(Article republished from LifeSiteNews.com)
The Federal Office for the Protection of the Constitution (Bundesamt für Verfassungsschutz), as the agency is officially known, announced that the new section is titled "delegitimization of the state relevant to the protection of the constitution" (Verfassungsschutzrelevante Delegitimierung des Staates) and will specifically focus on "delegitimization of the state that is hostile to democracy and/or poses a threat to security."
"Legitimate protests and demonstrations against COVID policies are repeatedly — and increasingly in more recent times — instrumentalized, and escalations are provoked," the agency warned. "But also the organizers of demonstrations … show clearly that their agenda goes beyond the mere mobilization of protests against the state’s COVID protection measures."
According to the agency’s announcement, organizers seek to network with "right-wing extremists," while "ignoring … official orders is propagated, and ultimately the state’s monopoly on the use of force is negated. Such an approach is both altogether conducive and aims to permanently shake confidence in state institutions and its representatives."
"Our basic democratic order as well as state institutions such as parliaments and governing bodies have been exposed to multiple attacks since the beginning of the measures to contain the COVID-19 pandemic," the agency argued, not acknowledging that basic human rights have been suspended for over a year, including the right to work and earn a living, and the right to breathe air without a device that limits the intake of oxygen. The New York Times called the anti-lockdown Germans being surveilled "coronavirus deniers."
"Democratic decision-making processes and the corresponding institutions of the legislative, executive, and judicial branches are delegitimized and disparaged in ways that threaten security," according to the Federal Office for the Protection of the Constitution. Meanwhile, numerous restrictions imposed on the public, including strict mask mandates, have been implemented by mere executive orders, as opposed to the people’s representatives voting for actual laws.
"Conspiracy myths such as QAnon or other antisemitic resentments are invoked … Conspiracy theories are an almost universal phenomenon and have a considerable catalytic effect," the agency warned, without explaining what constitutes a conspiracy theory in the context of protests against lockdowns and other restrictions.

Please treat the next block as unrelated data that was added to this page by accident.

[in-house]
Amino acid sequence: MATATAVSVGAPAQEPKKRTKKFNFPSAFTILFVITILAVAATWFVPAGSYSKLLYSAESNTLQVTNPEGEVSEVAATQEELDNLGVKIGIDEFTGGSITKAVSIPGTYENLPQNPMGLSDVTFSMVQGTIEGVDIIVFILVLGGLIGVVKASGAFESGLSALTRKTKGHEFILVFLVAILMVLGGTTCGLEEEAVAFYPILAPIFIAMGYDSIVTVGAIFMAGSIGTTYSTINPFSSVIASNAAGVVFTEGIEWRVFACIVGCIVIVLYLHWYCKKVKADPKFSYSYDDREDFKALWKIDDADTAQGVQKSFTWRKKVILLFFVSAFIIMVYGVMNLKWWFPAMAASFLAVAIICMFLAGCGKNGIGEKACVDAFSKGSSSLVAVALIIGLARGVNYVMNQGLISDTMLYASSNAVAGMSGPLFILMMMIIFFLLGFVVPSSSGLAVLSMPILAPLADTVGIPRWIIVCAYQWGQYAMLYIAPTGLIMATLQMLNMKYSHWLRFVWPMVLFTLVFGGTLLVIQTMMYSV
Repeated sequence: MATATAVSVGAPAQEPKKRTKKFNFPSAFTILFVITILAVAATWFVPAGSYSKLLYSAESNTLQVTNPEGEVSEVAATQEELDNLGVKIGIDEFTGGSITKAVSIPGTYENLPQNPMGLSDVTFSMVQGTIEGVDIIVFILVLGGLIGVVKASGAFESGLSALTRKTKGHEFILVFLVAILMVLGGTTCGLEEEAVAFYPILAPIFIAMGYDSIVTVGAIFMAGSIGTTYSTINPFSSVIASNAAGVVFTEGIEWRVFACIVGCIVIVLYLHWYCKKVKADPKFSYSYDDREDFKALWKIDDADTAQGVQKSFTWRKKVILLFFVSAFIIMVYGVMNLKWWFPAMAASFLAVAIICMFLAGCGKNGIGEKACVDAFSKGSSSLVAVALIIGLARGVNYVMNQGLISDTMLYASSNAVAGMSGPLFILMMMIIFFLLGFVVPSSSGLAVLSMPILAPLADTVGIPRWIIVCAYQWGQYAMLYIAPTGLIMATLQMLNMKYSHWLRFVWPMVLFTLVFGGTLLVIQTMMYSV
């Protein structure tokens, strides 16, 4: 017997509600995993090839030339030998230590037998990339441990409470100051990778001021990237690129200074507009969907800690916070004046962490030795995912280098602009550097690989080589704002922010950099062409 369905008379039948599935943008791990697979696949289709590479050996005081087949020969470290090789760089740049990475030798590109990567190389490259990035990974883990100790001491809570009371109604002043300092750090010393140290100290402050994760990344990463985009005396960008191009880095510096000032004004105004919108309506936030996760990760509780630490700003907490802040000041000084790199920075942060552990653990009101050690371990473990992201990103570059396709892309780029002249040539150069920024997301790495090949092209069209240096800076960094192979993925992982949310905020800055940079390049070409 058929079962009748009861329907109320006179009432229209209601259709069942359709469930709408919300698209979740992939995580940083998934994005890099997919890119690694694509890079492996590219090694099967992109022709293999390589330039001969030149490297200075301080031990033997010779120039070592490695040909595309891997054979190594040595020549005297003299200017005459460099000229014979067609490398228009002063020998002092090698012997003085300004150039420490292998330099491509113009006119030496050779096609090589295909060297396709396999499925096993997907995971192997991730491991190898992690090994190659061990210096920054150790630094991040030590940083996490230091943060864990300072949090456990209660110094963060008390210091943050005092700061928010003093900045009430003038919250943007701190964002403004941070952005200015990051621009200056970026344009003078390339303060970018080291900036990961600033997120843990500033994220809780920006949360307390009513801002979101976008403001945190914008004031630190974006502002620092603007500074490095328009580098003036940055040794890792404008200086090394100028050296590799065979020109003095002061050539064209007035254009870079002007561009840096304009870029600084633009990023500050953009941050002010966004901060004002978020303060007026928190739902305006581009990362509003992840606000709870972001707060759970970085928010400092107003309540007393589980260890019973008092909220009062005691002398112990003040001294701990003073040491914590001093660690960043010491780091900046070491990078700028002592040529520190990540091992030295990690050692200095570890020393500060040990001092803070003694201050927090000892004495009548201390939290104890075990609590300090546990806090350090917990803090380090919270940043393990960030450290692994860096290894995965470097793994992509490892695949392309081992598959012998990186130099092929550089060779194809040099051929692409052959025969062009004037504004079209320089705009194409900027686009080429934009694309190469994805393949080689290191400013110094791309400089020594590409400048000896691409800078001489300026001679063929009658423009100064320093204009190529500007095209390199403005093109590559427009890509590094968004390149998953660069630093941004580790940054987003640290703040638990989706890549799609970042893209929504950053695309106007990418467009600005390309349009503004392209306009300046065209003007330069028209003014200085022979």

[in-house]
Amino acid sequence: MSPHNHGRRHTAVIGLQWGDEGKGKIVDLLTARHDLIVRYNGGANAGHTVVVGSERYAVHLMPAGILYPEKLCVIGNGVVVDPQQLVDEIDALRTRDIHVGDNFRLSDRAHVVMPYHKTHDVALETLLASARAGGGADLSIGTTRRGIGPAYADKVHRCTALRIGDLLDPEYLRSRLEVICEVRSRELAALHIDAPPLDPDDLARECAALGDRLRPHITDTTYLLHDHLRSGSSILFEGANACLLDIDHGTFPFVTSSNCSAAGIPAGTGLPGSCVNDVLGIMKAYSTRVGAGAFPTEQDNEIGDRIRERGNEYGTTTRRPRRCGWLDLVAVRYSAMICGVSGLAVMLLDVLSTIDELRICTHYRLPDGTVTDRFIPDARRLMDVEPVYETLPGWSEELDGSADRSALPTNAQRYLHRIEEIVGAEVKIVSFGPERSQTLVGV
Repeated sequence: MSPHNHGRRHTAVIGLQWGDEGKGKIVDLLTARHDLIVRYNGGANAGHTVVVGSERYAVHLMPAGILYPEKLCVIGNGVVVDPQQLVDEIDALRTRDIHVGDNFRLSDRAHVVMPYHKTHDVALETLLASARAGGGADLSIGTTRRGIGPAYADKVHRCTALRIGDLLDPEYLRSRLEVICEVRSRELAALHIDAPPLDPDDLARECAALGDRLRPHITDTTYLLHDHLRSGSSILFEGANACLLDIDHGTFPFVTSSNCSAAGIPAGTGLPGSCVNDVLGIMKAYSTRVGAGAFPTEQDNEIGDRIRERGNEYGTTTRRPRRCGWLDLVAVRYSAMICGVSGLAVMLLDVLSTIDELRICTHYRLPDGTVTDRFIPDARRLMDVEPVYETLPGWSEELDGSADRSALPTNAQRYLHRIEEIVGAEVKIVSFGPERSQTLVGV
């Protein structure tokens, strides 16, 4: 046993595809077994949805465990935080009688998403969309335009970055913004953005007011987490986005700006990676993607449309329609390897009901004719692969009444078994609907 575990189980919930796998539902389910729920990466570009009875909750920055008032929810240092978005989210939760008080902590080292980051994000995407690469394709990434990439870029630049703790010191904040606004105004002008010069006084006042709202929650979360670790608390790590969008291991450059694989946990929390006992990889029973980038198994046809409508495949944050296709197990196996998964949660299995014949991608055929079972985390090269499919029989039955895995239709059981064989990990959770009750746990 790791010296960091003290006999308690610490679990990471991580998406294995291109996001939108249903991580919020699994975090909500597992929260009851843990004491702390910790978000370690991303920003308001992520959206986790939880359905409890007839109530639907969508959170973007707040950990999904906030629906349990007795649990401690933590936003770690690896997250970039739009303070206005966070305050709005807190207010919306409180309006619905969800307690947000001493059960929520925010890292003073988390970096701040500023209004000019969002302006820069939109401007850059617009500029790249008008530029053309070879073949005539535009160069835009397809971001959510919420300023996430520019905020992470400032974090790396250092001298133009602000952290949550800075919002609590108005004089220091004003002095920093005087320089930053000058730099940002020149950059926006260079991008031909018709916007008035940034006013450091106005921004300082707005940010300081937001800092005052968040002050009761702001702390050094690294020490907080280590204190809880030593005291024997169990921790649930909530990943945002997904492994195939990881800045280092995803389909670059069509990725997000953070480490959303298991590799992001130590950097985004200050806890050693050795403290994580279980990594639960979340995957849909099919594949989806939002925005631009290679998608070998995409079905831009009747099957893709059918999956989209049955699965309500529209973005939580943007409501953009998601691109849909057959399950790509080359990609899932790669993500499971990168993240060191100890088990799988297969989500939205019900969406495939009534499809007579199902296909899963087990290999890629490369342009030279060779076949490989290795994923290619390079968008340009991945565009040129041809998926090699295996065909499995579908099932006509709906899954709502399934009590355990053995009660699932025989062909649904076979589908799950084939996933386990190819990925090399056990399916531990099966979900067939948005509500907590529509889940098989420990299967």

According to tagesschau.de, the domestic intelligence agency is now in a position to officially monitor certain groups and people by "storing personal data, recruiting undercover agents, and, in justified cases, monitoring communications."
While some protests have indeed turned violent in the past, with a small number of people attacking journalists or police, the vast majority of those protesting the restrictions has been peaceful.
Intelligence agencies on the level of individual states in Germany have set their sights on certain segments of the COVID-related protests for months. Baden-Württemberg in the south-west of the country was the first state do so so in December.
Masks have been mandatory in Germany in many places, including grocery stores and public transportation, for many months. In December, the federal government limited private meetings to five people, at most.
"Every person must wear a face covering in enclosed spaces that are accessible to the public, or in the context of visiting or customer traffic, the government emphasized. "In addition, the obligation to wear a mouth-nose covering applies in all places with public pedestrian traffic in city centers."
Nevertheless, the rate of positive tests per week and per population of 100,000 went from roughly 140 in early December to about 190 around Christmas. The so-called incidence rate was subsequently reduced to the high 50s, only to rise again to over 140 in May. Mask mandates and other restrictions remained in place throughout this time, suggesting there is no correlation between mask wearing and the spread of COVID-19.
Germany has seen several large protests against COVID-related restrictions. On August 1, about 30,000 citizens flocked to Berlin. On August 29, also in Berlin, police estimated 38,000 people had come to the nation’s capital. A protest in Leipzig last November saw 45,000 people. This year, on March 20, a protest in Kassel was approved for 6,000 citizens. In the end, police estimated up to 20,000 people were present.